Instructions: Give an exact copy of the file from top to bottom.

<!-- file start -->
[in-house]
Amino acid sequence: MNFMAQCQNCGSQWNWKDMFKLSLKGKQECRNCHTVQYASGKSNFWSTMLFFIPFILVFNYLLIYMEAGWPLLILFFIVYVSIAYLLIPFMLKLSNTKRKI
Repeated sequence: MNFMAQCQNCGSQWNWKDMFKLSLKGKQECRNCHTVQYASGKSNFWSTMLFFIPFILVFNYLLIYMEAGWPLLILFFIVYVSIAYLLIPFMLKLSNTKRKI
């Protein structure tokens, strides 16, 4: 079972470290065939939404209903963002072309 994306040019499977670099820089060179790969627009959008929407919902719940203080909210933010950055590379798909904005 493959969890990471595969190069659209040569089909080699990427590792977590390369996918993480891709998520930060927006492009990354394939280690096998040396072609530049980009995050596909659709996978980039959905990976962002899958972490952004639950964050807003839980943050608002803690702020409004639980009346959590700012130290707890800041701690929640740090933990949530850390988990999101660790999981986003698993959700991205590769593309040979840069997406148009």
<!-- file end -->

[in-house]
Amino acid sequence: MNFMAQCQNCGSQWNWKDMFKLSLKGKQECRNCHTVQYASGKSNFWSTMLFFIPFILVFNYLLIYMEAGWPLLILFFIVYVSIAYLLIPFMLKLSNTKRKI
Repeated sequence: MNFMAQCQNCGSQWNWKDMFKLSLKGKQECRNCHTVQYASGKSNFWSTMLFFIPFILVFNYLLIYMEAGWPLLILFFIVYVSIAYLLIPFMLKLSNTKRKI
């Protein structure tokens, strides 16, 4: 079972470290065939939404209903963002072309 994306040019499977670099820089060179790969627009959008929407919902719940203080909210933010950055590379798909904005 493959969890990471595969190069659209040569089909080699990427590792977590390369996918993480891709998520930060927006492009990354394939280690096998040396072609530049980009995050596909659709996978980039959905990976962002899958972490952004639950964050807003839980943050608002803690702020409004639980009346959590700012130290707890800041701690929640740090933990949530850390988990999101660790999981986003698993959700991205590769593309040979840069997406148009």